Thousand applied to be part of the project (bit.ly/1a8FfZM) and just more than a dozen of us spent two weeks together in New York.
We built things, connected, failed and practiced being generous with the end goal of changing everything. We created a beautiful business model, designed a platform, launched a minimum viable product and most importantly learned a lot from one of the foremost business gurus in the world.
Reflecting back from a 10,000 foot view, here are a few of the takeaways that stick with me a year later.
1. Kindness. Seth is one of the smartest people I’d ever met. And just as importantly one of the kindest people I’ve ever met. Seth not only gave us complete accessibility to him and his house and office, but also spent full days with us the entire time. He cooked us meals, shared his ideas, invited busy friends of his to come connect with us, gave us all the resources we could ever ask for and genuinely connected with us.
2. Create art. This project, like all of Seth’s projects are art. They are used to create change and with the hopes of doing something that matters. Not to make money.
3. Have a point of view. Seth pushed each and every one of us to stand up and taken a stand. In the end, it became very clear that it’s far more important to sustain an argument than it is to write and memorize facts. And to do that in front of people whose opinions you care about.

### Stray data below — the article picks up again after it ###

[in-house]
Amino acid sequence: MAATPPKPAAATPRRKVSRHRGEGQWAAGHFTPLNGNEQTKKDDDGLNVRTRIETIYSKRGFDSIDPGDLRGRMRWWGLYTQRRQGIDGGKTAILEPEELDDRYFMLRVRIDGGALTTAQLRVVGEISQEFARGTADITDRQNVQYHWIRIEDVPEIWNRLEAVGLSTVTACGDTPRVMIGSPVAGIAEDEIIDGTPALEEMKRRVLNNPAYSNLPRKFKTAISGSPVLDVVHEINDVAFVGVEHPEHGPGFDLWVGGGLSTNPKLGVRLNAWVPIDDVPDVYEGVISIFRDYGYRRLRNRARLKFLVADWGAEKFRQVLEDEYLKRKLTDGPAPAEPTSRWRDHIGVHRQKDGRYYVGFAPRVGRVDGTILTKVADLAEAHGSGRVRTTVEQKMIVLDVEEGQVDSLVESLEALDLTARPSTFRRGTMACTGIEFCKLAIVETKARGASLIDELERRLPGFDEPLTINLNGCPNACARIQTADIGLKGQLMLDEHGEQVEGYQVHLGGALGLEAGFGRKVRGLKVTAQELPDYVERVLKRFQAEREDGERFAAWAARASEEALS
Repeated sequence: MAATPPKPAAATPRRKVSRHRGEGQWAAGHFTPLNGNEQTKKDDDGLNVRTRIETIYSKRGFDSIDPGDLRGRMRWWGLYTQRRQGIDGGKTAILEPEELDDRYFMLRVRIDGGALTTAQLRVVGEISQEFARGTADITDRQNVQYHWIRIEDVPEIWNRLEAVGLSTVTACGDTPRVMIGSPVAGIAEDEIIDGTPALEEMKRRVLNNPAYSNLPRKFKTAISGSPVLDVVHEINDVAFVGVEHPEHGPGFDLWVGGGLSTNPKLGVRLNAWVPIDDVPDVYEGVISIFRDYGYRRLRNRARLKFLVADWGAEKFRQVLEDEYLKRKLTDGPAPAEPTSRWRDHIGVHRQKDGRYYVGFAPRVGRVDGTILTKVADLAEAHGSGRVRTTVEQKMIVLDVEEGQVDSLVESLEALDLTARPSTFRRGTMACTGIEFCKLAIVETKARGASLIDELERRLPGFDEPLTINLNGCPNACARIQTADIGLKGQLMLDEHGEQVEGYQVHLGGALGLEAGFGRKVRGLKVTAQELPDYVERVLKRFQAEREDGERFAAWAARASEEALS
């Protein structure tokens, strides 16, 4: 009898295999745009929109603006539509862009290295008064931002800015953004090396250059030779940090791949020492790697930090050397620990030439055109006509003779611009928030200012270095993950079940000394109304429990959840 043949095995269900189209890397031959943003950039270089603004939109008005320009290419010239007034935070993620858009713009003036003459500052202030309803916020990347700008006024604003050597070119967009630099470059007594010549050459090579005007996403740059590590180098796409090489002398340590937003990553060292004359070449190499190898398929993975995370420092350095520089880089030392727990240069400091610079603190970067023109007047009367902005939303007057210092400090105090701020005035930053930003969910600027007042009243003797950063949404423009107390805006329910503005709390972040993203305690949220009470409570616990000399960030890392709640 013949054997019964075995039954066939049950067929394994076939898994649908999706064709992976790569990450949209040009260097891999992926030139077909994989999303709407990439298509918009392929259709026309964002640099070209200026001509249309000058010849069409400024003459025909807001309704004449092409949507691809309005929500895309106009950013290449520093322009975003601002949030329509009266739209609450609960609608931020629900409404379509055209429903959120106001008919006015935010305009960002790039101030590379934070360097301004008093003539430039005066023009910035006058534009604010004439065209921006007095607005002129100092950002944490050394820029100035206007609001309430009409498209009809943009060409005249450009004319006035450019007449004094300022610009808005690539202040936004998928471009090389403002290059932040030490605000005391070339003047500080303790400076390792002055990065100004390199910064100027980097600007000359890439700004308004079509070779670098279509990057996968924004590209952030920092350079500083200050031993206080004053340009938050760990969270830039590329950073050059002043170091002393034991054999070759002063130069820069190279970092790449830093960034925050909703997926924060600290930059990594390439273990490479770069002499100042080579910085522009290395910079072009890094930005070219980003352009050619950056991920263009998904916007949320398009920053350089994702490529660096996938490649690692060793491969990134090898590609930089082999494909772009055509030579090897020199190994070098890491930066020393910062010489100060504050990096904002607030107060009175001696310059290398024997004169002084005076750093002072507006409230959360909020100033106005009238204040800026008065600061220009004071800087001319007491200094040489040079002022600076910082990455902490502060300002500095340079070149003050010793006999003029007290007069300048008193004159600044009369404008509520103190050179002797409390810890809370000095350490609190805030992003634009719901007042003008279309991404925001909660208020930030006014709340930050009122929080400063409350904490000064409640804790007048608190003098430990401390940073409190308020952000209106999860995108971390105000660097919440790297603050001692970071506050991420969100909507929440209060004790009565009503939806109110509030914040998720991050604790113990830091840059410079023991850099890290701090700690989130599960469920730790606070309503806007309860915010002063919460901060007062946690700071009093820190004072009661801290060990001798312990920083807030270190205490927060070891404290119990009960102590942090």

4. Stop hiding and ship. Most of us spend a lot of time hiding. Not sending out our work, not sharing our ideas and afraid to put stuff out into the world. This is the resistance. Seth encouraged us to stop hiding and to “ship”. To show our work, get feedback, share and connect with others. All 3,000 of your Facebook friends will still like you no matter how it turns out.
5. Find the critical path. According to Seth, “The longest string of dependent, non-compressible tasks is the critical path.” Every complicated project has it; a lot of people working on many elements, some of which are dependent on others. The critical path is the most important variable which many things depend on. Focus on that!
6. Focus on the hard part. Ask yourself, What’s hard? Why are you stuck? What’s in the way of where you are now and where you want to go? And talk about it openly and honestly. Then leap forward.
7. Rush early, not late. It’s better to set aggressive deadlines early. To change, change again and change again when you’re starting out. It’s cheaper that way. The cost of changing is lower. And it’s better for your peace of mind.
8. Shun the skeptics. There are a lot of people who won’t believe in your idea no matter what. They’ll encourage you to give up or do something that’s safe. The best way to deal with skeptics is to ignore them. And for the thoughtful generous skeptics, the best thing to do is to understand their point of view, explore why they believe what they believe, and then decide what you want to do.
9. Go. Go. Go. Get to work. Make things that matter. Make a difference. It won’t happen if you don’t start now.
Here is a video recap on the final day with tidbits from the team members (from http://vimeo.com/72428593).
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